Mary Baehr is owner and principal consultant at Trailblazer Market Research in Bristow, Virginia.
It's understandable to want to address a member issue or complaint immediately, but it's important to base decisions on research rather than assumptions. One way to do that is to survey your members, attendees, and customers.
Most association professionals have found themselves in this position before: A well-intentioned board member or volunteer pulls them aside and tells them about the latest issue affecting the industry.
Hearing the issue, many staffers respond by trying to immediately fix it, assigning people and funding towards the issue, only to soon find out that it wasn't as widespread as you initially thought.
To prevent this from happening to you, it's important to research the issue within your broader membership before addressing it.
"It is important to base your decisions about association programs and services on research rather than assumptions," says Felicity Feather Clancy, senior vice president of communications and external affairs at the American Chiropractic Association. "While our focus groups and member surveys confirmed some of our previously held beliefs about the opinions of members and nonmembers, they also revealed that some of our preconceived notions were off the mark and that we needed to head in new directions to effectively serve the profession."
By taking the time to research, you'll have a better understanding of an issue's scope (What percentage of the membership this actually affects?) and depth (How important it is to your membership base as a whole?).
So, how do you go about researching an issue? There are a lot of options—like online surveys, focus groups, phone interviews—but there is often a best strategy, based on the information you are looking to gather.
But before we get into the method, let's take a step back. There are three different surveys that every organization should be conducting regularly. These include: a post-conference survey, a post-education course survey, and a member-satisfaction survey.
By taking the time to research, you'll have a better understanding of an issue's scope and depth.
These surveys will deliver valuable feedback that will be crucial to your organization's and events' continued success and can help you react quickly to members or attendees needs. Here are the basics of the three:
Post-education course survey. This survey should be sent to participants no more than a day after finishing the post-education course, and it should only take two minutes to complete. Some of the questions that should be asked, include:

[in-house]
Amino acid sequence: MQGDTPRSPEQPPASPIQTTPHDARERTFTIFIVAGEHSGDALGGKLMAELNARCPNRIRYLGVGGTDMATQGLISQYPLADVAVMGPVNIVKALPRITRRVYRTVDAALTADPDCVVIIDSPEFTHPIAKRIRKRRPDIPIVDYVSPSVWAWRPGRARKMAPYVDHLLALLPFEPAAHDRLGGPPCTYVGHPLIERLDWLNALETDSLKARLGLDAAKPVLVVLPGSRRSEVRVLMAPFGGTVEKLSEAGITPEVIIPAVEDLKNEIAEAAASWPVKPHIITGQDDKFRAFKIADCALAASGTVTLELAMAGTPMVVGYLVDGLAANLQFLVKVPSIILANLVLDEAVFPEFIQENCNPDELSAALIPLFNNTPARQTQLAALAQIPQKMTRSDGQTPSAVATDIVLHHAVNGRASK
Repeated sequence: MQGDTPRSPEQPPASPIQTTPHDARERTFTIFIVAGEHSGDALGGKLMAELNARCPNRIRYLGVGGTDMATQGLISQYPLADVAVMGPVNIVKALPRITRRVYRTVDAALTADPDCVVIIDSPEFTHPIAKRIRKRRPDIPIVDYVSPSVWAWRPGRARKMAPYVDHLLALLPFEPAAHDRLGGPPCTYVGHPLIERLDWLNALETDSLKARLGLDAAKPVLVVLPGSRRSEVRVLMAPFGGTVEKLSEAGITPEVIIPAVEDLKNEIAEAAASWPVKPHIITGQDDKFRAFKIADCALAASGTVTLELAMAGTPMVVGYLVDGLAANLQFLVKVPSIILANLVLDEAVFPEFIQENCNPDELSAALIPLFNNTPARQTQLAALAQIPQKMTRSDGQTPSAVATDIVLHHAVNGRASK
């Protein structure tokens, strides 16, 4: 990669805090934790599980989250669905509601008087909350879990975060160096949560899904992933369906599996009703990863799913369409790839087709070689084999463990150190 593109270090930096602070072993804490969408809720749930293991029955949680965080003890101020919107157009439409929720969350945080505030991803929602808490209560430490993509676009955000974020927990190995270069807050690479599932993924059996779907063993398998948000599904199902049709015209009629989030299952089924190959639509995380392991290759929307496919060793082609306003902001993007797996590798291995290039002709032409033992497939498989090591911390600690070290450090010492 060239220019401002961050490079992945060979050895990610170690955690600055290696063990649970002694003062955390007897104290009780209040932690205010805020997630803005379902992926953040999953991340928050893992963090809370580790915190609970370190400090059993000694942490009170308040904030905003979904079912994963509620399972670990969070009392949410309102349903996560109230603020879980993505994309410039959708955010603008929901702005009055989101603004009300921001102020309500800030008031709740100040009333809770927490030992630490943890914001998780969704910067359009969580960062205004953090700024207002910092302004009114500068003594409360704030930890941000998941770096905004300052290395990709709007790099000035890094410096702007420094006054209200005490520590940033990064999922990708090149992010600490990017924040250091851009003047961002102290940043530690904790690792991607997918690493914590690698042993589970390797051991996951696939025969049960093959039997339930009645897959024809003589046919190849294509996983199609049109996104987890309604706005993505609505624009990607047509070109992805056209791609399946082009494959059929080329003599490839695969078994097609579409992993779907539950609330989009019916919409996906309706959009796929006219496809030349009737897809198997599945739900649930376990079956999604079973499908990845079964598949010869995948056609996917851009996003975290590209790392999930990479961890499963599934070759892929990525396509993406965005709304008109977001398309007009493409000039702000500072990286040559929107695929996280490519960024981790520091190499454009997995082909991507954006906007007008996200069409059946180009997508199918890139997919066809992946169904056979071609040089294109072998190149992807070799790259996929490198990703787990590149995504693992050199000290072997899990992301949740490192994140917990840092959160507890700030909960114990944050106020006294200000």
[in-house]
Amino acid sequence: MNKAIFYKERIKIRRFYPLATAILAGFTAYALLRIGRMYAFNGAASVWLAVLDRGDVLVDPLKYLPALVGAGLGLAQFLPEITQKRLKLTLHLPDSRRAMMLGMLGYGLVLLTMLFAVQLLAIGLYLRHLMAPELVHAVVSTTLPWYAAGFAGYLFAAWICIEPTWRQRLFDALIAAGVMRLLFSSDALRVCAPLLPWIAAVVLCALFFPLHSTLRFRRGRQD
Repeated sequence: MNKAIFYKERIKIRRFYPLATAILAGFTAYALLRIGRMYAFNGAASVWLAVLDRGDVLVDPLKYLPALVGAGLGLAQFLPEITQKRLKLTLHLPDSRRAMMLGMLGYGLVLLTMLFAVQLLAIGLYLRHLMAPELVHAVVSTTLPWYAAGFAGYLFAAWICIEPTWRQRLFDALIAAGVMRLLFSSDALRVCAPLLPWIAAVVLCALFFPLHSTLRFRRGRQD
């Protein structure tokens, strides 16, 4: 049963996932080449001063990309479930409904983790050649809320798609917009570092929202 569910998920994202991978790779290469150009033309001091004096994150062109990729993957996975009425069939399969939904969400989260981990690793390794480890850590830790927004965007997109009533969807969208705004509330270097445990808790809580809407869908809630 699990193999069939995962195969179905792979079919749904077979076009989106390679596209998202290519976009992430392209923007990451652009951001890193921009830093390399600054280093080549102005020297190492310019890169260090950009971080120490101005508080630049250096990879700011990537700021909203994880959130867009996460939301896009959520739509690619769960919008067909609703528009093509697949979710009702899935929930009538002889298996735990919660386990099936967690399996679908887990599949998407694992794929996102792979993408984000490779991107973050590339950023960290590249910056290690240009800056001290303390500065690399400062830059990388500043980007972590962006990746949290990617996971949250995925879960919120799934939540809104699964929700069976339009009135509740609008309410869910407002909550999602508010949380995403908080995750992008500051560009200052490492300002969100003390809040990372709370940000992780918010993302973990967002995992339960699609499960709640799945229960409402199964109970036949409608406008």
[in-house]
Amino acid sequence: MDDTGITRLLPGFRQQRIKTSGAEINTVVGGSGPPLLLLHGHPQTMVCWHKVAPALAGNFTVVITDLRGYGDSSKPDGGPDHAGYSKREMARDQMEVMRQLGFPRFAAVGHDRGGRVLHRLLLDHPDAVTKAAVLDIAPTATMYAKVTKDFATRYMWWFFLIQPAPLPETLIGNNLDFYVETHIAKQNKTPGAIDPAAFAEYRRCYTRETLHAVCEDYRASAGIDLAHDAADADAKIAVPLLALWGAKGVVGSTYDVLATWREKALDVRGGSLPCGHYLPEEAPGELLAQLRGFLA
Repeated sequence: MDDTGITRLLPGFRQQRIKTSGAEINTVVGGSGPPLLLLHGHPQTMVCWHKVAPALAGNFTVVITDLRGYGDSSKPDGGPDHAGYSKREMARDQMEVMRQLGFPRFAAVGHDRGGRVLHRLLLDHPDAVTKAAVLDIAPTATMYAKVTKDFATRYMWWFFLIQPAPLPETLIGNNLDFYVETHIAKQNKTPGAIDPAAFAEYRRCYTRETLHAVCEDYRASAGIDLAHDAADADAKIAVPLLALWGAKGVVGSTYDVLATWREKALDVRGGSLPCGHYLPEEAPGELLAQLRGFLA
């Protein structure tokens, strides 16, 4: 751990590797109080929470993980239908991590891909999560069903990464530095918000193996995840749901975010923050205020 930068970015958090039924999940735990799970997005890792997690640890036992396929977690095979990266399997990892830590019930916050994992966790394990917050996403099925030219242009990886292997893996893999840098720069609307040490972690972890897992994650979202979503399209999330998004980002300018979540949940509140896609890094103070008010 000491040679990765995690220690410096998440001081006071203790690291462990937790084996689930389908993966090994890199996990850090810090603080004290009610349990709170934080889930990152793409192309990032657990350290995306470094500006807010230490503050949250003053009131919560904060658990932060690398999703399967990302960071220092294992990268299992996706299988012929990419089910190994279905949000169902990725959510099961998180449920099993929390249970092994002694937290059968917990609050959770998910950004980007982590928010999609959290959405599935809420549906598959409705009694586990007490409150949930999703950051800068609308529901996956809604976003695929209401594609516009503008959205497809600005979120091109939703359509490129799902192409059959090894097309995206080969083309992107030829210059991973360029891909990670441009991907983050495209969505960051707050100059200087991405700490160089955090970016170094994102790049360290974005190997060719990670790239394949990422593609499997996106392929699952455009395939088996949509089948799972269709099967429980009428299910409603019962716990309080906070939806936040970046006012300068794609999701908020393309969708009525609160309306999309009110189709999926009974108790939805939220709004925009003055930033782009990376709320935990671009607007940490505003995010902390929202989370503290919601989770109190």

Post-conference survey. This should be sent within a week of the end of a multi-day conference, and questions should evaluate each of the major aspects of the event. Possible topics to evaluate, include: the exhibit floor, educational courses and tracks, location, customer service, sponsored events, hotels, and the registration process. This survey should take about 10 minutes to complete.
Member-satisfaction survey. This survey, which can be conducted anywhere from annually to every three years, can be a very valuable asset for an association. It can provide benchmarks for each department within the organization and help evaluate the direction of the association. Possible questions, include:
While it's easy to make this survey long, prioritize the questions so that it takes respondents about 15 to 25 minutes to complete.
Now that you know the type of member surveys, ask yourself: What type of software do you use to get it done?
There are lots of options, and many offer customizable platforms to fit your needs based on how much you plan to use it. I often recommend SurveyMonkey for beginners, because it is very intuitive when it comes to creating the survey, and it also provides you with the basic data-crunching on the backend, with options to dig deeper. And, best of all, it comes at a very reasonable cost.
But whatever software you go with, here are some rules for creating your survey:
"Research should not be treated as a luxury or a cost center. It's an investment that allows organizations to stretch their budgets by zeroing in on the ideas and strategies with the best potential for success," says Scharan Johnson, CAE, director of membership development at the American Physical Therapy Association.
So remember, the next time a member says there is an issue that your association needs to address, listen but don't react immediately. Instead, determine if this is something worth asking the broader membership about. If there is, start planning questions and create a quick survey that helps evaluate the issue.